“The best thing that people need to look at is not individual well productivity, but productivity on a normalized basis,” Farquharson said. “If you normalize everything under a common denominator, you will see if well productivity is remaining constant or not.”

The Appalachian Basin is similar to other producing basins, in that there are core areas where well productivity is the highest, as well as non-core area, where output tends to be less prolific.

In the case of the Appalachian Basin, there are two distinct core regions, the dry gas Marcellus region in northeastern Pennsylvania and the wet gas region around southwestern Pennsylvania, West Virginia and Ohio, which is highly prospective for both the Marcellus and Utica shale plays.

“With the growth profile that maybe a lot of people have, they think the core goes on forever. They think technology can make tier-one acreage core acreage, but it can’t,” Farquharson said. “Because if it could … there would be a lot of rigs running in the Barnett (Shale).”

In the near term, the pipeline capacity being built to carry Marcellus and Utica gas out of Appalachia should provide producers in the region with an incentive to continue to pursue high levels of production.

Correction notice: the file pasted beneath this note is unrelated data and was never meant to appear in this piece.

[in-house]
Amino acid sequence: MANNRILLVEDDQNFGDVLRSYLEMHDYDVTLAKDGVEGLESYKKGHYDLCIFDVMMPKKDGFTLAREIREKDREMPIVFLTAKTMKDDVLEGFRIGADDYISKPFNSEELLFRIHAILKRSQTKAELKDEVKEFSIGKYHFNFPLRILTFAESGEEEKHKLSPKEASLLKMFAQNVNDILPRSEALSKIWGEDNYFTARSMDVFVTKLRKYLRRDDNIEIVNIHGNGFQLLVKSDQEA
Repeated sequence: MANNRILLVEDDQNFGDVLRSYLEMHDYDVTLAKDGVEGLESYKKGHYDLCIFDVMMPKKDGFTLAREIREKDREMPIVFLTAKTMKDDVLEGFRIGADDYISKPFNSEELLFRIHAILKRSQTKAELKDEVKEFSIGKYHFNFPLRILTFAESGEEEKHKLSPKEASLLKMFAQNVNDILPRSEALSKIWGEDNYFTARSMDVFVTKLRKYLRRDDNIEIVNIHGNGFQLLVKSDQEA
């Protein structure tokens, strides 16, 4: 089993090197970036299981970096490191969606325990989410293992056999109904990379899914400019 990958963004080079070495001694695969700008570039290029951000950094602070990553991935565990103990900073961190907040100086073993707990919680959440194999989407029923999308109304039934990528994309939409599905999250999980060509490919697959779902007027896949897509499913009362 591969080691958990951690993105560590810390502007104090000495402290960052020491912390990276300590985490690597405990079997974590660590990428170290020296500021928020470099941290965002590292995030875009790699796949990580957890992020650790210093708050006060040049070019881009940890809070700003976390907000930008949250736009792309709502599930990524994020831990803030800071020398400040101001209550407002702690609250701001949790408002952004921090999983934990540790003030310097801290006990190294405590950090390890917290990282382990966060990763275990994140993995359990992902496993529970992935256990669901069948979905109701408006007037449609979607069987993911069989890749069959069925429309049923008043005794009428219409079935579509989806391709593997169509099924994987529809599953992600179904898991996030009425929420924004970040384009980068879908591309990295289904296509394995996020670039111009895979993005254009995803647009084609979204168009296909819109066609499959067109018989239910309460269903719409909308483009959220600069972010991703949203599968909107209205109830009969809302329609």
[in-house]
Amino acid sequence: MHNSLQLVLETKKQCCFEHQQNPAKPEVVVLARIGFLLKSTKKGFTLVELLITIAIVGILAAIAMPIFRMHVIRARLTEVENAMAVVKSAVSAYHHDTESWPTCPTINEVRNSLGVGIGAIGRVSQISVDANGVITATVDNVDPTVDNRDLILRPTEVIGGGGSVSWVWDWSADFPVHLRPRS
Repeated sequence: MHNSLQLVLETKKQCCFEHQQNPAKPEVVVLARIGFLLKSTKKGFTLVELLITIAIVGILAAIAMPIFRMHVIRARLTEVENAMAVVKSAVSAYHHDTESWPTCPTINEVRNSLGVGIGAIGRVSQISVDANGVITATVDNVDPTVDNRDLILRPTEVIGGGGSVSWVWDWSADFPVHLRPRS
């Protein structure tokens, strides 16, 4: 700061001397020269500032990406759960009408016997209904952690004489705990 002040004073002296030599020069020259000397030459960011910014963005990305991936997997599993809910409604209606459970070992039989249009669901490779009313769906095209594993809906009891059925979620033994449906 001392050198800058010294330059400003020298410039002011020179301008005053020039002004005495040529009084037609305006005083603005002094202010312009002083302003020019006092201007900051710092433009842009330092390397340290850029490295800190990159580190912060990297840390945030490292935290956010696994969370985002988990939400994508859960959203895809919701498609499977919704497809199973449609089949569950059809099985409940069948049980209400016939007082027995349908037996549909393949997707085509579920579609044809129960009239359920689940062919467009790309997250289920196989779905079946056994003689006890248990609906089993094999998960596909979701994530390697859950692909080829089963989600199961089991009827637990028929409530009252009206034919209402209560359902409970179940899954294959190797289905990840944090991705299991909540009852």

Platts Analytics estimates pipeline projects will add 12.8 Bcf/d of capacity to the region over the course of 2018.

Platts Analytics forecasts production will grow by about 2.6 Bcf/d over that period. However, even at this rate of growth, Platts Analytics forecasts the pipeline capacity coming online will be underutilized.

Farquharson said he agrees with that assessment.

Based on the current level of regional activity and the amount of capital that would have to be deployed to increase production to the point where it fills up all the capacity coming online, “we don’t think there’s going to be enough near-term supply to fill all the capacity,” he said.

“It’s going to come down primarily to commodity prices, to what netback is, for producers to decide whether to fill that capacity or not,” he added.

In this respect, the development of the Appalachian Basin is similar to that of basins developed in prior years, Farquharson said.

“Historically, every play gets overbuilt. Pipelines always get bigger, because companies at any given point in time predict certain growth, but things change,” he said.

“Whether it’s commodity price, whether it’s [the discovery of] new basins, whether it’s a whole bunch of other things, it changes. Activity levels are going to be lower than probably most people expect,” he added.

NOTE: Note the prediction of excess pipeline capacity from a producer (Range)…….